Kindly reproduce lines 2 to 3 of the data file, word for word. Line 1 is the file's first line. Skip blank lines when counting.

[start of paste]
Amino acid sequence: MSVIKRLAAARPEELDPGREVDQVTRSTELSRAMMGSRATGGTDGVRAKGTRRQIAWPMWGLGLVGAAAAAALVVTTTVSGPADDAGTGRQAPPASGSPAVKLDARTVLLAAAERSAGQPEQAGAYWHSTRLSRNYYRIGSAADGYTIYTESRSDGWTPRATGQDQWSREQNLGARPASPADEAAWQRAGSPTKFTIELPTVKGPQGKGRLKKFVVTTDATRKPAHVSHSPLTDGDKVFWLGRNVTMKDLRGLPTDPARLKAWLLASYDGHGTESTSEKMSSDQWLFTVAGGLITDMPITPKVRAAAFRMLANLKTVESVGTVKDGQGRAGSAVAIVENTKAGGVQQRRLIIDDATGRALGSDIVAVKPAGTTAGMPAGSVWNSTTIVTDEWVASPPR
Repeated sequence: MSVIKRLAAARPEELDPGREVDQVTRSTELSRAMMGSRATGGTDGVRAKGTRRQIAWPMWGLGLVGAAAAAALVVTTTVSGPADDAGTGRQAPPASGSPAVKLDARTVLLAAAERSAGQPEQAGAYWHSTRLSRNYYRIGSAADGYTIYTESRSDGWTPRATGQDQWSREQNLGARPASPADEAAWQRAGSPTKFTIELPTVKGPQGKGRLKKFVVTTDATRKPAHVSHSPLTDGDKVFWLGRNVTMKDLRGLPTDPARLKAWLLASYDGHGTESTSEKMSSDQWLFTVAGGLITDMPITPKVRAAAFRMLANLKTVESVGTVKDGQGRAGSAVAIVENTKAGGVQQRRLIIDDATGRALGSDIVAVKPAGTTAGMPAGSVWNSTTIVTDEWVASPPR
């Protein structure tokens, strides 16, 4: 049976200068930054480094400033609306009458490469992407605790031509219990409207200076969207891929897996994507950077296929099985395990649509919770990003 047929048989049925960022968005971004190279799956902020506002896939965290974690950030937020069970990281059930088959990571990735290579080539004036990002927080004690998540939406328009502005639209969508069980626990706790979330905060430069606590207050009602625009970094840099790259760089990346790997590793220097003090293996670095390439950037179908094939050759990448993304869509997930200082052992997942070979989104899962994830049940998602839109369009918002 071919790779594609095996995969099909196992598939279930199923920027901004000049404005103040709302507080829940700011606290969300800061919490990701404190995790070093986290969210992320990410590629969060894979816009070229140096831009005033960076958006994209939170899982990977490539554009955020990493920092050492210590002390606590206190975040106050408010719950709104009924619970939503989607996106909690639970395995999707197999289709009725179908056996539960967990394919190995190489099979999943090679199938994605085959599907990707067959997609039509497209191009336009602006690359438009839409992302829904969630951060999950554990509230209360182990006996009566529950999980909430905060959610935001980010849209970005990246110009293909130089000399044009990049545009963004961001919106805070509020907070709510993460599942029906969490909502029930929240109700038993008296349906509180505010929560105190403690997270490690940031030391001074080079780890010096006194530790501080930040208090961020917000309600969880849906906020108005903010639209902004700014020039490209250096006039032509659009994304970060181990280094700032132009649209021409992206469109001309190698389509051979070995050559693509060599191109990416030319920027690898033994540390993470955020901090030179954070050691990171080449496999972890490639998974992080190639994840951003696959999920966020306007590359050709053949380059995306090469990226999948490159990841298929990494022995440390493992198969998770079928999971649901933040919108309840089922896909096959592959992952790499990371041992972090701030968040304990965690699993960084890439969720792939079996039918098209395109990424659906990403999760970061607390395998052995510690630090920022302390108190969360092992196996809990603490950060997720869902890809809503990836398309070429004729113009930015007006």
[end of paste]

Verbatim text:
Repeated sequence: MSVIKRLAAARPEELDPGREVDQVTRSTELSRAMMGSRATGGTDGVRAKGTRRQIAWPMWGLGLVGAAAAAALVVTTTVSGPADDAGTGRQAPPASGSPAVKLDARTVLLAAAERSAGQPEQAGAYWHSTRLSRNYYRIGSAADGYTIYTESRSDGWTPRATGQDQWSREQNLGARPASPADEAAWQRAGSPTKFTIELPTVKGPQGKGRLKKFVVTTDATRKPAHVSHSPLTDGDKVFWLGRNVTMKDLRGLPTDPARLKAWLLASYDGHGTESTSEKMSSDQWLFTVAGGLITDMPITPKVRAAAFRMLANLKTVESVGTVKDGQGRAGSAVAIVENTKAGGVQQRRLIIDDATGRALGSDIVAVKPAGTTAGMPAGSVWNSTTIVTDEWVASPPR
């Protein structure tokens, strides 16, 4: 049976200068930054480094400033609306009458490469992407605790031509219990409207200076969207891929897996994507950077296929099985395990649509919770990003 047929048989049925960022968005971004190279799956902020506002896939965290974690950030937020069970990281059930088959990571990735290579080539004036990002927080004690998540939406328009502005639209969508069980626990706790979330905060430069606590207050009602625009970094840099790259760089990346790997590793220097003090293996670095390439950037179908094939050759990448993304869509997930200082052992997942070979989104899962994830049940998602839109369009918002 071919790779594609095996995969099909196992598939279930199923920027901004000049404005103040709302507080829940700011606290969300800061919490990701404190995790070093986290969210992320990410590629969060894979816009070229140096831009005033960076958006994209939170899982990977490539554009955020990493920092050492210590002390606590206190975040106050408010719950709104009924619970939503989607996106909690639970395995999707197999289709009725179908056996539960967990394919190995190489099979999943090679199938994605085959599907990707067959997609039509497209191009336009602006690359438009839409992302829904969630951060999950554990509230209360182990006996009566529950999980909430905060959610935001980010849209970005990246110009293909130089000399044009990049545009963004961001919106805070509020907070709510993460599942029906969490909502029930929240109700038993008296349906509180505010929560105190403690997270490690940031030391001074080079780890010096006194530790501080930040208090961020917000309600969880849906906020108005903010639209902004700014020039490209250096006039032509659009994304970060181990280094700032132009649209021409992206469109001309190698389509051979070995050559693509060599191109990416030319920027690898033994540390993470955020901090030179954070050691990171080449496999972890490639998974992080190639994840951003696959999920966020306007590359050709053949380059995306090469990226999948490159990841298929990494022995440390493992198969998770079928999971649901933040919108309840089922896909096959592959992952790499990371041992972090701030968040304990965690699993960084890439969720792939079996039918098209395109990424659906990403999760970061607390395998052995510690630090920022302390108190969360092992196996809990603490950060997720869902890809809503990836398309070429004729113009930015007006």